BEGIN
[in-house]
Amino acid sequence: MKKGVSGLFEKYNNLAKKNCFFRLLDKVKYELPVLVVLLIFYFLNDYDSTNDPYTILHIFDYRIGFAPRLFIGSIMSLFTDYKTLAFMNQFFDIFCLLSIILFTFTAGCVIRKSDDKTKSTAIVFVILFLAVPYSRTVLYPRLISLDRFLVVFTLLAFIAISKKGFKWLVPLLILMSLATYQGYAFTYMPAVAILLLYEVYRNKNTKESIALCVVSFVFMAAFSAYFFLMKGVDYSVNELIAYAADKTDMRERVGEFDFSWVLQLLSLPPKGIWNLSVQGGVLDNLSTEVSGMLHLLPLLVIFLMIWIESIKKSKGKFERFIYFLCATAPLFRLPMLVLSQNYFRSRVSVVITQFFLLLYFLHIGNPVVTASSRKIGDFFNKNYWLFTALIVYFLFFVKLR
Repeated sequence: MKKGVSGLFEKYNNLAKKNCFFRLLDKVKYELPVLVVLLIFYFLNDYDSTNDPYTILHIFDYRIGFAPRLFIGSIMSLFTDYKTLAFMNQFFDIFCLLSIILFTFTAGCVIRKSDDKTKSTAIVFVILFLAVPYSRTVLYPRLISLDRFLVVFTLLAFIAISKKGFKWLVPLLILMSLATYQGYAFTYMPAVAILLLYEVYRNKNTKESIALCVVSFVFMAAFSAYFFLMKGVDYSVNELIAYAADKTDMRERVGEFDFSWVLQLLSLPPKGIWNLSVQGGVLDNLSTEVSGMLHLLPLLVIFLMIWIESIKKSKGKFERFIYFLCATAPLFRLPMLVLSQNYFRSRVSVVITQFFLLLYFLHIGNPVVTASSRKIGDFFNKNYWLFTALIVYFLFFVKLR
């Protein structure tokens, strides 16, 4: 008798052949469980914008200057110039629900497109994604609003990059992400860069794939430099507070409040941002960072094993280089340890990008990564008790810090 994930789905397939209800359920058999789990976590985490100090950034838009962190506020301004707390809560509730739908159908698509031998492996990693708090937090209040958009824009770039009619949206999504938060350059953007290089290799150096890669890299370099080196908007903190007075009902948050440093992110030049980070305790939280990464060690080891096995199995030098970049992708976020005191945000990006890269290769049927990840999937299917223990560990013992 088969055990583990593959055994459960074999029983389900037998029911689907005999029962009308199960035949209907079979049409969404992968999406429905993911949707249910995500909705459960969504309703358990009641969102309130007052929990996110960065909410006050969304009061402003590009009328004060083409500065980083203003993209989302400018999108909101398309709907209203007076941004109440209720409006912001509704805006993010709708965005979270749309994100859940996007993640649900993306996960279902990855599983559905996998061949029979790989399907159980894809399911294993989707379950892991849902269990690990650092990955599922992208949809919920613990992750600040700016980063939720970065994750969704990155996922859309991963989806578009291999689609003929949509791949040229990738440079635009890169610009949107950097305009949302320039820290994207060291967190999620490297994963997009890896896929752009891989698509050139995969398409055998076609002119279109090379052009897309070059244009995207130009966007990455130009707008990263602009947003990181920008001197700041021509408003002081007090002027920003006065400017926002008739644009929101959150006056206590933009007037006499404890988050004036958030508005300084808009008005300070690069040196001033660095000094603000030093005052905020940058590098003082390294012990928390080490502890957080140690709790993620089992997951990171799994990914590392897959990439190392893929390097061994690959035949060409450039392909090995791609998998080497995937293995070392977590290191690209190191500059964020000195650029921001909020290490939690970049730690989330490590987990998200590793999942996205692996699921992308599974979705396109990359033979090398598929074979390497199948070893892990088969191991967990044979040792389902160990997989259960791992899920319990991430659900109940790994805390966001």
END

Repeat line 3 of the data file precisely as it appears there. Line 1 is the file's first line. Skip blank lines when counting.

Repeated sequence: MKKGVSGLFEKYNNLAKKNCFFRLLDKVKYELPVLVVLLIFYFLNDYDSTNDPYTILHIFDYRIGFAPRLFIGSIMSLFTDYKTLAFMNQFFDIFCLLSIILFTFTAGCVIRKSDDKTKSTAIVFVILFLAVPYSRTVLYPRLISLDRFLVVFTLLAFIAISKKGFKWLVPLLILMSLATYQGYAFTYMPAVAILLLYEVYRNKNTKESIALCVVSFVFMAAFSAYFFLMKGVDYSVNELIAYAADKTDMRERVGEFDFSWVLQLLSLPPKGIWNLSVQGGVLDNLSTEVSGMLHLLPLLVIFLMIWIESIKKSKGKFERFIYFLCATAPLFRLPMLVLSQNYFRSRVSVVITQFFLLLYFLHIGNPVVTASSRKIGDFFNKNYWLFTALIVYFLFFVKLR